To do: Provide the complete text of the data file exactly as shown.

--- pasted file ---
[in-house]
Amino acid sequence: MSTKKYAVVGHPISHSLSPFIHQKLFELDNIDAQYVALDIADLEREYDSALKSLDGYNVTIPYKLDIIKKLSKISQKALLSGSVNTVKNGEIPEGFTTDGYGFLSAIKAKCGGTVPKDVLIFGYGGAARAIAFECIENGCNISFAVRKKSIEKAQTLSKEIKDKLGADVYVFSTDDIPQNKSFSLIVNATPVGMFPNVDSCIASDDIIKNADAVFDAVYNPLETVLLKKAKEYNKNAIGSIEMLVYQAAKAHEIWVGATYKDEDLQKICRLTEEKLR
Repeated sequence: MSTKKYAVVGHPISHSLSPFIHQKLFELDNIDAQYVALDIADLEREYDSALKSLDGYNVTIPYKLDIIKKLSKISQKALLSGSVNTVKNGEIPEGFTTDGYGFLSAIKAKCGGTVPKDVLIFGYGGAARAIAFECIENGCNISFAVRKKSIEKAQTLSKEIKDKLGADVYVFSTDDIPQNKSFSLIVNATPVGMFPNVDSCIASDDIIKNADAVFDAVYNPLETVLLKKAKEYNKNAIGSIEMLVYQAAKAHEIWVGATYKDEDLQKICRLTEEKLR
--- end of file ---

[in-house]
Amino acid sequence: MSTKKYAVVGHPISHSLSPFIHQKLFELDNIDAQYVALDIADLEREYDSALKSLDGYNVTIPYKLDIIKKLSKISQKALLSGSVNTVKNGEIPEGFTTDGYGFLSAIKAKCGGTVPKDVLIFGYGGAARAIAFECIENGCNISFAVRKKSIEKAQTLSKEIKDKLGADVYVFSTDDIPQNKSFSLIVNATPVGMFPNVDSCIASDDIIKNADAVFDAVYNPLETVLLKKAKEYNKNAIGSIEMLVYQAAKAHEIWVGATYKDEDLQKICRLTEEKLR
Repeated sequence: MSTKKYAVVGHPISHSLSPFIHQKLFELDNIDAQYVALDIADLEREYDSALKSLDGYNVTIPYKLDIIKKLSKISQKALLSGSVNTVKNGEIPEGFTTDGYGFLSAIKAKCGGTVPKDVLIFGYGGAARAIAFECIENGCNISFAVRKKSIEKAQTLSKEIKDKLGADVYVFSTDDIPQNKSFSLIVNATPVGMFPNVDSCIASDDIIKNADAVFDAVYNPLETVLLKKAKEYNKNAIGSIEMLVYQAAKAHEIWVGATYKDEDLQKICRLTEEKLR